Genetic Predisposition

So, I’m writing a book.

Literary non-fiction. The story of a man, a woman and their little boy. They were a family but the ties did not bind. I guess it’d be more accurate to say they bound for a little while, but unraveled.

Ell was 25 and Victoria, 19, when they fell in love and married in the autumn of 1931. For their honeymoon, they piloted a houseboat christened

Bonita

down the Mississippi from St. Paul to New Orleans.

A glimpse through the eyes of newlyweds at the start of the Great Depression. A look back in time into the heart, soul and psyche of a man already deep into alcoholism and his young bride on its cusp.

A seat on the bow of a houseboat making headway on a course plotted due south.

Jim Matson,

née Champ. Wichita, 2015.

Ell and Victoria were real people who were born, grew up, met each other, lived, loved and died. They led impulsive, obsessive, self-driven lives. For a finite period of their separate Earthly chronologies, they loved one another. Their only son, Champ, is my father.

Champ subconsciously planned his escape from the madness for years. Twenty-four hours after graduating Plainville High School, he joined the Navy and changed his name from Champ to James. Jim Matson’s 83 and for the last few months I’ve been interviewing him about his troubled childhood – which in itself is pretty revealing (another blog).

So why tell their story? Why me?

I share Ell and Victoria’s name, genetics and tendencies. Call it working knowledge, or better yet, insight, into my grandparents’ choices and decisions. I’ve made the same ones. I inherited their alcoholism.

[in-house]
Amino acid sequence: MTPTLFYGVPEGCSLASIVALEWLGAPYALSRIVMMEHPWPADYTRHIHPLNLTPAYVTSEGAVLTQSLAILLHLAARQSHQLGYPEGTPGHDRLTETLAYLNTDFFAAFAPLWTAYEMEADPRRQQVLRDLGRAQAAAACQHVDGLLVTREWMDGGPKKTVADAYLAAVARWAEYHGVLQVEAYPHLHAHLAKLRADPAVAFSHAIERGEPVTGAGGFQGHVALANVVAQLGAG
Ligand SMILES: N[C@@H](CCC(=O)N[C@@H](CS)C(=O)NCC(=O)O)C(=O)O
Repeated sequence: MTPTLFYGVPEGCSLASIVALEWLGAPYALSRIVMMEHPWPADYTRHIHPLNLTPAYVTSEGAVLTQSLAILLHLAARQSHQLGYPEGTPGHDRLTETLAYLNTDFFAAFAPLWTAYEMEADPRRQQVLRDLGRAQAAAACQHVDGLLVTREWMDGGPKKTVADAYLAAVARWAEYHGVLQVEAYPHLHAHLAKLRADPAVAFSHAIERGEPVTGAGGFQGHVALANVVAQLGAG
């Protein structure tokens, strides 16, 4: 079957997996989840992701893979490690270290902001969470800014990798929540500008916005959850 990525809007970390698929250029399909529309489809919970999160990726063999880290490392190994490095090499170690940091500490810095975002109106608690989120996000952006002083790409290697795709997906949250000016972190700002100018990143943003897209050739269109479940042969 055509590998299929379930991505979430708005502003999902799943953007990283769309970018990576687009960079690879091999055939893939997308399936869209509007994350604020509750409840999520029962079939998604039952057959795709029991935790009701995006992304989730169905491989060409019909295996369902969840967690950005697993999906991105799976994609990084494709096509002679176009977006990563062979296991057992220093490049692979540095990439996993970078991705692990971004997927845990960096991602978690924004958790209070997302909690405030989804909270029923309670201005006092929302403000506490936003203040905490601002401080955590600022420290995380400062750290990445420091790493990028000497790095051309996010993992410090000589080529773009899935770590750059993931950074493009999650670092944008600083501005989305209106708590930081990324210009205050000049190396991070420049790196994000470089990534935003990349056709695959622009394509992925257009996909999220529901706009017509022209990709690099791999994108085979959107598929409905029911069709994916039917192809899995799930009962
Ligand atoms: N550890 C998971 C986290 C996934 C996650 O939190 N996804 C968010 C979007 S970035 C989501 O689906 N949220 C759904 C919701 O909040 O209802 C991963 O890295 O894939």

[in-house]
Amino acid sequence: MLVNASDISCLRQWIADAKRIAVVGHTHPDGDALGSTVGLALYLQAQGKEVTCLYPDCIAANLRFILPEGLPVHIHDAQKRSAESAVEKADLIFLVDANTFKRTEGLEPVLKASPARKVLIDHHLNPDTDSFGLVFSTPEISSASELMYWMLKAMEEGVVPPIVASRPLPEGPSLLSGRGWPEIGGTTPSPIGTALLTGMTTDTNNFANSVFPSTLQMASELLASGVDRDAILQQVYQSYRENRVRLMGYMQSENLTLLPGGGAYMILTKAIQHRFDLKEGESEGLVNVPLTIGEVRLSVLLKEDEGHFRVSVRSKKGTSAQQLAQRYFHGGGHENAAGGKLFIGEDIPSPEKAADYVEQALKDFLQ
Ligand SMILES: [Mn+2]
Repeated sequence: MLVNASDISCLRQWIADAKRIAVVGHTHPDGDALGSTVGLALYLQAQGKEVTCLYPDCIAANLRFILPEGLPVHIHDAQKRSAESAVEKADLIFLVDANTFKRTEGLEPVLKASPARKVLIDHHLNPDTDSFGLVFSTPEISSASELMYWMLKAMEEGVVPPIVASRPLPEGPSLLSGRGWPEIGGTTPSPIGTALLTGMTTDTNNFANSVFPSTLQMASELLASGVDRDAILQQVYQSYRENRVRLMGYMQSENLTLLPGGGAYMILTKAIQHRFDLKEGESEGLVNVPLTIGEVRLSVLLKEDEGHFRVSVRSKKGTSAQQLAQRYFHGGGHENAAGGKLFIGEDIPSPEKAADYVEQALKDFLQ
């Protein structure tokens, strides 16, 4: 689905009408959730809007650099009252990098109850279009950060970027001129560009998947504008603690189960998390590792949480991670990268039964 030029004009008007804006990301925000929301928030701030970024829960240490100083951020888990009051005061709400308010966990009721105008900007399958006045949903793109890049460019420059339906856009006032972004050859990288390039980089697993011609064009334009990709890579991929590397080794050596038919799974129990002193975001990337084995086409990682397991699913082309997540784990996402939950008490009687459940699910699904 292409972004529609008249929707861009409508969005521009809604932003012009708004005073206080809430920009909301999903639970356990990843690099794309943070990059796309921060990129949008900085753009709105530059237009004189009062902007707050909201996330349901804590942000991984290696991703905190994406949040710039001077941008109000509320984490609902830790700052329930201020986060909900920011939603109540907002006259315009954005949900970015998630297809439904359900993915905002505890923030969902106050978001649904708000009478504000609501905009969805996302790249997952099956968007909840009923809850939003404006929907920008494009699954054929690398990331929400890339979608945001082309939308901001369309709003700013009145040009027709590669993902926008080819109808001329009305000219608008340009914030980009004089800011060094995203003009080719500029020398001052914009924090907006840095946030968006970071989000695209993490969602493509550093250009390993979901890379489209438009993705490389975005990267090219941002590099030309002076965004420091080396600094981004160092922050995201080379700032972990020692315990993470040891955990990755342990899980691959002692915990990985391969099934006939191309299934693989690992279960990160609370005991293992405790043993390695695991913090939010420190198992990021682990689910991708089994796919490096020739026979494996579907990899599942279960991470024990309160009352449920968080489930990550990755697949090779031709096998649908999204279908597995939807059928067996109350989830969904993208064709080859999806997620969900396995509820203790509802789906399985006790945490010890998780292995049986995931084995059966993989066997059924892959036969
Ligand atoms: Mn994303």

I’m fortunate to have experienced a few moments of clarity in my recovery. One of them is the realization that I owe something to the next generation of our family. My son, niece and nephew. And eventually, if the trend holds, their children.

Will the illness prompt loss in their lives similar to mine, Champ’s, Vic’s and Ell’s? Because I love them, I hope not. Honestly, I’ve learned not to sweat it. For one very simple and compelling reason.

There’s nothing I can do to prevent it.

But I

can

share my experience and the history of our family, warts and all. Armed with knowledge about the insidious dysfunction wound tightly around and embedded deep within our DNA, will they make better, more informed decisions?

Can knowing the truth lead to solid life choices, peace of mind and happiness?

Champ, Vic & Ell. Spokane, 1938.

H

ere on Father’s Day 2015, my book consists of a working framework and three or four dozen pools of word vomit, fluctuating from varying degrees of omigod this is absolute crap to hey, that’s not too bad if I do say so myself.

Plus, I guess I figure if I telegraph the move here, it’ll provide impetus. If I’ve said out loud that I’m writing a book, a layer of motivation gets added. It’ll also provide blog content along the way. Everybody wants to read about an author’s trials and tribulations, right? Or maybe no one cares about the labor pains. They just want to see the baby.

Non-fiction because there’s much I know about them. When, where, what.

Literary because I can apply my experience, not only in spiritual recovery, but everything that preceded it. I approach this effort fully armed with understanding and knowledge of alcoholism. How and why.

Ell did not have that. Victoria did, but only after the damage was done. Champ doesn’t

drink, but look up Adult Child of Alcoholics.

The characters are not only real people, they’re my family.